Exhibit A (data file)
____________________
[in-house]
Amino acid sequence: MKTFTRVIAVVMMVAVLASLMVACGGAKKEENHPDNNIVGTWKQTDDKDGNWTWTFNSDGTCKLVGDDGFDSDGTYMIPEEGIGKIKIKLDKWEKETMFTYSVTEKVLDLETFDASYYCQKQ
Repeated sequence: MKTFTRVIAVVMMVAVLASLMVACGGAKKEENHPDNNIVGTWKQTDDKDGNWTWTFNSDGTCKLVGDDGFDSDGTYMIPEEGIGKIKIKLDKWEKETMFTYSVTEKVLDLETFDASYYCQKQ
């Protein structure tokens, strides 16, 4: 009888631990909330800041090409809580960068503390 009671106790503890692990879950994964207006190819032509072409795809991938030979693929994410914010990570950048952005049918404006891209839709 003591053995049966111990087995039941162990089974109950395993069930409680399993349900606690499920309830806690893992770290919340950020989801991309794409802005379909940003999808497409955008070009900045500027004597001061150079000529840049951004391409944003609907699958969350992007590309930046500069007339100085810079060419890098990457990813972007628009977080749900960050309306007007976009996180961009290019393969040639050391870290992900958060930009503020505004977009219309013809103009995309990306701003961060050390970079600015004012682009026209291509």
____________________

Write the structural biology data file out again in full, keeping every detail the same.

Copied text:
[in-house]
Amino acid sequence: MKTFTRVIAVVMMVAVLASLMVACGGAKKEENHPDNNIVGTWKQTDDKDGNWTWTFNSDGTCKLVGDDGFDSDGTYMIPEEGIGKIKIKLDKWEKETMFTYSVTEKVLDLETFDASYYCQKQ
Repeated sequence: MKTFTRVIAVVMMVAVLASLMVACGGAKKEENHPDNNIVGTWKQTDDKDGNWTWTFNSDGTCKLVGDDGFDSDGTYMIPEEGIGKIKIKLDKWEKETMFTYSVTEKVLDLETFDASYYCQKQ
């Protein structure tokens, strides 16, 4: 009888631990909330800041090409809580960068503390 009671106790503890692990879950994964207006190819032509072409795809991938030979693929994410914010990570950048952005049918404006891209839709 003591053995049966111990087995039941162990089974109950395993069930409680399993349900606690499920309830806690893992770290919340950020989801991309794409802005379909940003999808497409955008070009900045500027004597001061150079000529840049951004391409944003609907699958969350992007590309930046500069007339100085810079060419890098990457990813972007628009977080749900960050309306007007976009996180961009290019393969040639050391870290992900958060930009503020505004977009219309013809103009995309990306701003961060050390970079600015004012682009026209291509």